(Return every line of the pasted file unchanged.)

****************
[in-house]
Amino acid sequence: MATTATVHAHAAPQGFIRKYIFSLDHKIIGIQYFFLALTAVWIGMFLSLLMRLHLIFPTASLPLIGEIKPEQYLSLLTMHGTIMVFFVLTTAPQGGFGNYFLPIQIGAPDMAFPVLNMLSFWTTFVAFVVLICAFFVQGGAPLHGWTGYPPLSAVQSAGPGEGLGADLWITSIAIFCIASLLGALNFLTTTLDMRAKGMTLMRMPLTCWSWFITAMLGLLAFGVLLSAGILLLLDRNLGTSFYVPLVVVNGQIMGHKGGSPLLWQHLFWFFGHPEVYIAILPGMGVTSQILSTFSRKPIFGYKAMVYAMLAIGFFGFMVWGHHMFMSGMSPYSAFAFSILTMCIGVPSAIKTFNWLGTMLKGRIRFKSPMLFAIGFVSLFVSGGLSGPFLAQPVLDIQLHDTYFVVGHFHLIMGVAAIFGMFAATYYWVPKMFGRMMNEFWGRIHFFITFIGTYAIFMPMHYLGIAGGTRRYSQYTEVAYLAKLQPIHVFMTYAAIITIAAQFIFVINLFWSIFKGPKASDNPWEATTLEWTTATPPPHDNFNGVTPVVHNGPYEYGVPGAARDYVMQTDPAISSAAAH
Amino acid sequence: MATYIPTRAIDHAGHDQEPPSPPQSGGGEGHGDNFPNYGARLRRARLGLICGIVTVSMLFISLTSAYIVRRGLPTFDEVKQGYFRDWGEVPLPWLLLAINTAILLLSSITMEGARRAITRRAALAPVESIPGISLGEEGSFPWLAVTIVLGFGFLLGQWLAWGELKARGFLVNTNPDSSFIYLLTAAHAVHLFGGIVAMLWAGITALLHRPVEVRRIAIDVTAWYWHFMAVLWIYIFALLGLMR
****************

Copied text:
[in-house]
Amino acid sequence: MATTATVHAHAAPQGFIRKYIFSLDHKIIGIQYFFLALTAVWIGMFLSLLMRLHLIFPTASLPLIGEIKPEQYLSLLTMHGTIMVFFVLTTAPQGGFGNYFLPIQIGAPDMAFPVLNMLSFWTTFVAFVVLICAFFVQGGAPLHGWTGYPPLSAVQSAGPGEGLGADLWITSIAIFCIASLLGALNFLTTTLDMRAKGMTLMRMPLTCWSWFITAMLGLLAFGVLLSAGILLLLDRNLGTSFYVPLVVVNGQIMGHKGGSPLLWQHLFWFFGHPEVYIAILPGMGVTSQILSTFSRKPIFGYKAMVYAMLAIGFFGFMVWGHHMFMSGMSPYSAFAFSILTMCIGVPSAIKTFNWLGTMLKGRIRFKSPMLFAIGFVSLFVSGGLSGPFLAQPVLDIQLHDTYFVVGHFHLIMGVAAIFGMFAATYYWVPKMFGRMMNEFWGRIHFFITFIGTYAIFMPMHYLGIAGGTRRYSQYTEVAYLAKLQPIHVFMTYAAIITIAAQFIFVINLFWSIFKGPKASDNPWEATTLEWTTATPPPHDNFNGVTPVVHNGPYEYGVPGAARDYVMQTDPAISSAAAH
Amino acid sequence: MATYIPTRAIDHAGHDQEPPSPPQSGGGEGHGDNFPNYGARLRRARLGLICGIVTVSMLFISLTSAYIVRRGLPTFDEVKQGYFRDWGEVPLPWLLLAINTAILLLSSITMEGARRAITRRAALAPVESIPGISLGEEGSFPWLAVTIVLGFGFLLGQWLAWGELKARGFLVNTNPDSSFIYLLTAAHAVHLFGGIVAMLWAGITALLHRPVEVRRIAIDVTAWYWHFMAVLWIYIFALLGLMR